One big problem with dropping the 2nd-countable requirement from the definition of a differentiable manifold is that your atlas is no longer required to be countable, that could be inconvenient.

As far as I can tell, it's possible to create an atlas and differentiable gluing maps for the long line in the same manner as the proof of theorem 7 from your link.

4. Nov 5, 2009

### janrozendaal

I think it's a wonderful example of such a manifold. If I guess correctly I know who you are, Ron, since it is a little too convenient that you are trying to find such a space at exactly the same time as I am. So you're probably trying to make the same homework exercises as I am.
I didn't have much time to make them, and was just surfing the net trying to find such a manifold, and the first link I found was your post. It's exactly the answer which I suppose we are to give, it's really nice!
(applause) :)

5. Feb 20, 2011

### Landau

I know this is an old thread, I just happened to come across it.
That's my thought: topological 0-manifolds are the discrete spaces. They are Hausdorff. They are second-countable iff they are countable. So just take an uncountable set with the discrete topology. The atlas is just all singletons, with the unique map into R^0.

Altough you might argue if functions R^0\to R^0 can be called differentiable, i.e. do 0-dimensional smooth manifolds exist?

6. Feb 20, 2011

### Hurkyl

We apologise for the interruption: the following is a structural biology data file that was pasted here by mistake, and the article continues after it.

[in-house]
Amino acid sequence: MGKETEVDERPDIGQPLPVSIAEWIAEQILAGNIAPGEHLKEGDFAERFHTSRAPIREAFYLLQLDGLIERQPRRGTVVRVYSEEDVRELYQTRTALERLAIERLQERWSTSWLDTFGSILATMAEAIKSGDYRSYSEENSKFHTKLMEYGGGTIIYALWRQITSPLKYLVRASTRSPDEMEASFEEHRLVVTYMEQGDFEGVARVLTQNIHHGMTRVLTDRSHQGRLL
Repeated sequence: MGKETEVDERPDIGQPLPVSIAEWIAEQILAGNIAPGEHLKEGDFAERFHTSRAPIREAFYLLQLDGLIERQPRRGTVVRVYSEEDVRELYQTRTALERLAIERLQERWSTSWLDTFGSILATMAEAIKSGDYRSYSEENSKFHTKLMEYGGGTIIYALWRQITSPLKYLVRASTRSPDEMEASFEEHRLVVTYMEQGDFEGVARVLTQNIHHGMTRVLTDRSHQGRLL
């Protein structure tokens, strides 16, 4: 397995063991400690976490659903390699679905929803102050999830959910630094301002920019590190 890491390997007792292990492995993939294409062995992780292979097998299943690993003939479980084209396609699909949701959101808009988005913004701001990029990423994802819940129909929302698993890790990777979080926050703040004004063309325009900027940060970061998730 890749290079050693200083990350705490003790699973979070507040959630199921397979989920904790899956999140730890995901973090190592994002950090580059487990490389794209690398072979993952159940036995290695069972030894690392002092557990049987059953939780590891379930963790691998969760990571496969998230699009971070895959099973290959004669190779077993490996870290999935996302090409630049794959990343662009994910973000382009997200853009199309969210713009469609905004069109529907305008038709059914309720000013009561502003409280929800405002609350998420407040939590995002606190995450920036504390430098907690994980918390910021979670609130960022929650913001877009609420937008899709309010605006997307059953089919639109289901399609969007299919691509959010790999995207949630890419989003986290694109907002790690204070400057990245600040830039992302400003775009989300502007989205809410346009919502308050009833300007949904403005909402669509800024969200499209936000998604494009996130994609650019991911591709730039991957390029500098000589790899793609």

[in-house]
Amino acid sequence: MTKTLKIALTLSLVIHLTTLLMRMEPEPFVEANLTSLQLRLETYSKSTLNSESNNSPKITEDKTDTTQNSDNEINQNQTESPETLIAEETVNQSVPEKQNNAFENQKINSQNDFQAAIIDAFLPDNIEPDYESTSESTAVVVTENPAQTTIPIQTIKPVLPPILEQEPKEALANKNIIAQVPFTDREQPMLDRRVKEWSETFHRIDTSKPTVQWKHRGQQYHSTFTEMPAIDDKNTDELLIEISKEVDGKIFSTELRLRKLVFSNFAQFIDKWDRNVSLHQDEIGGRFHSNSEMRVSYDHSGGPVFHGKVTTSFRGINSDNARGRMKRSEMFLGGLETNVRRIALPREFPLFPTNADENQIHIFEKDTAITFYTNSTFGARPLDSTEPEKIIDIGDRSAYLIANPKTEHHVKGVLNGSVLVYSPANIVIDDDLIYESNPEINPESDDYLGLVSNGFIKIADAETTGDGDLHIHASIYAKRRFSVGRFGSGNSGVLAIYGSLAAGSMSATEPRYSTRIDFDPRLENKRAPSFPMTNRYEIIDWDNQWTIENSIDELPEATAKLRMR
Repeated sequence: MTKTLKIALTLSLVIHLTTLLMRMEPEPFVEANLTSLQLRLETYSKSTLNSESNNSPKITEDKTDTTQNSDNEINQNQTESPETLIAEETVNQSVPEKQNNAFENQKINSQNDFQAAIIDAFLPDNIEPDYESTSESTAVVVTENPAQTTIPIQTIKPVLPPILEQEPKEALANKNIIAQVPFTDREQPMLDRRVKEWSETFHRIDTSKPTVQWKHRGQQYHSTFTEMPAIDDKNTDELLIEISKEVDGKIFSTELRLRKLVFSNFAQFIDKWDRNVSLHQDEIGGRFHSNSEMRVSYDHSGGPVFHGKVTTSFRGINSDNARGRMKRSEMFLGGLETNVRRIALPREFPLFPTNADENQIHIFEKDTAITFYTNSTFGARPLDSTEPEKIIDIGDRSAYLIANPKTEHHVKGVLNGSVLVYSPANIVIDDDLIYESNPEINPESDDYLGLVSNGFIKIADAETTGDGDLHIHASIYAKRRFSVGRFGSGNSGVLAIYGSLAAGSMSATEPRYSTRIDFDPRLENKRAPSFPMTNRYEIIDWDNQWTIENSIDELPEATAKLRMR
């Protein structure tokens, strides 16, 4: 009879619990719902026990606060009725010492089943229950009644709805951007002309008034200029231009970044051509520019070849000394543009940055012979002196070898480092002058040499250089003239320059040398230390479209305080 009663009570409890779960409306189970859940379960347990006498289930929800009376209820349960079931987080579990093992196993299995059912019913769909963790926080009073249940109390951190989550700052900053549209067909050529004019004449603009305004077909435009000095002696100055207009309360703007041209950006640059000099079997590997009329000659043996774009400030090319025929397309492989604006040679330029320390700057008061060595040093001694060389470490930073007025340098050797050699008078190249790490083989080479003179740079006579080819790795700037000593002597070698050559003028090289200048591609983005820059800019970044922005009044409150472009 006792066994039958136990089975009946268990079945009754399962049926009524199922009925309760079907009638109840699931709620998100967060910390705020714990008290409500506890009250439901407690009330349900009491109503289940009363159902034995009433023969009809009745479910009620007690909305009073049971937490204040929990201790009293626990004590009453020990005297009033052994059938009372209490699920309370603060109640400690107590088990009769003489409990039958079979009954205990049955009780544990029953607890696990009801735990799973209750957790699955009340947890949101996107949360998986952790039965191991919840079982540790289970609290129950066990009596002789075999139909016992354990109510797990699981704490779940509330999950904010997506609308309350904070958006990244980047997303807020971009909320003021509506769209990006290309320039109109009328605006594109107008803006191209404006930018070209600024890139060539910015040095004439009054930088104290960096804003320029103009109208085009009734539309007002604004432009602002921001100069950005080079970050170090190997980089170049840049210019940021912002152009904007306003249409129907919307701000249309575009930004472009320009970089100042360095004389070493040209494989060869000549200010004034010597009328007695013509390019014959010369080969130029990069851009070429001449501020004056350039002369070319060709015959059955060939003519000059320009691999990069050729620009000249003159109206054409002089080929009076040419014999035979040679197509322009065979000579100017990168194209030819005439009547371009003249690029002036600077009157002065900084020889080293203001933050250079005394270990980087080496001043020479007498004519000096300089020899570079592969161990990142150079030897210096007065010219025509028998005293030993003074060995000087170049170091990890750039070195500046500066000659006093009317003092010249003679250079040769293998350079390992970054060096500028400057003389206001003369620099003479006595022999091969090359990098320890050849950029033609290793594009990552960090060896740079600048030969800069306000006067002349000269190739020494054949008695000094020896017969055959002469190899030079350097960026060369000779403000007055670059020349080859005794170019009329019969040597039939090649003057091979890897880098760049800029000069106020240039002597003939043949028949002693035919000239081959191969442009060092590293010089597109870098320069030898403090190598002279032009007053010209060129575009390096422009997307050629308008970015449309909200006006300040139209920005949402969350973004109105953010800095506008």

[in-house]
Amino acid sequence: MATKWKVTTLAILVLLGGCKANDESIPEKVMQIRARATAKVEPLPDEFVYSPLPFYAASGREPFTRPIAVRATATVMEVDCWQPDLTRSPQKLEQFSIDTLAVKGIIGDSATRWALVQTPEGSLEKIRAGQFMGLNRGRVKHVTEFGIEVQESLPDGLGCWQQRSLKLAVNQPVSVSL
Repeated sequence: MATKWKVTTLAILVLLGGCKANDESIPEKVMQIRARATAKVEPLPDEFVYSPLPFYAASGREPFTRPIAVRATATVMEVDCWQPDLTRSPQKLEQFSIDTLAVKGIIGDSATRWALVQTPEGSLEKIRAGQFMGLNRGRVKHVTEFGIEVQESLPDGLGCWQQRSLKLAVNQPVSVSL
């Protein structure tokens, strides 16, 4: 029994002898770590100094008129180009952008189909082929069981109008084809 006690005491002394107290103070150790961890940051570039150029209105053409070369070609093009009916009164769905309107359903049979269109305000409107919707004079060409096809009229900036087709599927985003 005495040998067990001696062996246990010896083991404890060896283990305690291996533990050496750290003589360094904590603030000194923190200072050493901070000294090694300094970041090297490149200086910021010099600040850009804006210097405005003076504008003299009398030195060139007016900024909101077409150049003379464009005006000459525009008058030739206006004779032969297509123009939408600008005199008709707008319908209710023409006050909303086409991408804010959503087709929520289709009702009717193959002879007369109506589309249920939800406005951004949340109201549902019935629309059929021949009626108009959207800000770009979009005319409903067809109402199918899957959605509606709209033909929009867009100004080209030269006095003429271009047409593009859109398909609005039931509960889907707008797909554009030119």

Staff Emeritus
Yes. In fact, off the top of my head I can't think of any construction that doesn't just work as normal in the zero-dimensional case.

As with other finite-dimensional real vector spaces, the tangent space to any (the) point of R0 can be identified with R0 itself.

The tricky question is whether the empty set is a differentiable manifold. (I'm 99.9% sure the answer should be "yes" -- although I would be unsurprised at an author who excludes this degenerate case by fiat)

7. Feb 20, 2011

### Landau

Sure. My problem is earlier: a function M->R is called smooth if for every chart (U,\phi) the composition $f\circ\phi^{-1}:\phi(U)\to\mathbb{R}$ is smooth. But in the case of a 0-manifold,
the domain $\phi(U)=\{p\}=\mathbb{R}^0$ is a singleton. As I said, I am wondering if such a map may be called differentiable. Usually in real analysis one only defines the derivative for functions $\mathbb{R}^{n>0}\to\mathbb{R^m}$.

8. Feb 20, 2011

### Hurkyl

Staff Emeritus
Yes, every function from R0 to itself is differentiable.

There are several ways to define differentiable functions on Euclidean space and the category of differentiable manifolds that I actually forgot about the limit of (norms of) difference quotients.

9. Feb 20, 2011

### Landau